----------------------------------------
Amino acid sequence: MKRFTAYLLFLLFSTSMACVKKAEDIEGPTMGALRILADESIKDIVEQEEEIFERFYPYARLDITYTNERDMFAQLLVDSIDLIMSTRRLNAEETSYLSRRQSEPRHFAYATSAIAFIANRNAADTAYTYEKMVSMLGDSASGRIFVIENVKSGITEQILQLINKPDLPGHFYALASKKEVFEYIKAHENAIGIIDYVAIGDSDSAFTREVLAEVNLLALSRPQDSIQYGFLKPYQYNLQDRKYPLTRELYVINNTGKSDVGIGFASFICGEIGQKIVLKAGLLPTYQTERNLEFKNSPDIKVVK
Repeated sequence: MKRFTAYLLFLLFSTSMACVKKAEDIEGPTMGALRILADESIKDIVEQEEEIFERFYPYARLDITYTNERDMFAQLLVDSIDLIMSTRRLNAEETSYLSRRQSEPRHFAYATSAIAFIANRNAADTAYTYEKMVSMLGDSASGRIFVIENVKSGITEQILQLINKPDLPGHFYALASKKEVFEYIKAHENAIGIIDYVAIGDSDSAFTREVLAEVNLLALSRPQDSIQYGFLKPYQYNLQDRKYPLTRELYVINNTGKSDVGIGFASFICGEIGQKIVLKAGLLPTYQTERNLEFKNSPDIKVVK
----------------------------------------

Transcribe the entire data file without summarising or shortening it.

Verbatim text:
Amino acid sequence: MKRFTAYLLFLLFSTSMACVKKAEDIEGPTMGALRILADESIKDIVEQEEEIFERFYPYARLDITYTNERDMFAQLLVDSIDLIMSTRRLNAEETSYLSRRQSEPRHFAYATSAIAFIANRNAADTAYTYEKMVSMLGDSASGRIFVIENVKSGITEQILQLINKPDLPGHFYALASKKEVFEYIKAHENAIGIIDYVAIGDSDSAFTREVLAEVNLLALSRPQDSIQYGFLKPYQYNLQDRKYPLTRELYVINNTGKSDVGIGFASFICGEIGQKIVLKAGLLPTYQTERNLEFKNSPDIKVVK
Repeated sequence: MKRFTAYLLFLLFSTSMACVKKAEDIEGPTMGALRILADESIKDIVEQEEEIFERFYPYARLDITYTNERDMFAQLLVDSIDLIMSTRRLNAEETSYLSRRQSEPRHFAYATSAIAFIANRNAADTAYTYEKMVSMLGDSASGRIFVIENVKSGITEQILQLINKPDLPGHFYALASKKEVFEYIKAHENAIGIIDYVAIGDSDSAFTREVLAEVNLLALSRPQDSIQYGFLKPYQYNLQDRKYPLTRELYVINNTGKSDVGIGFASFICGEIGQKIVLKAGLLPTYQTERNLEFKNSPDIKVVK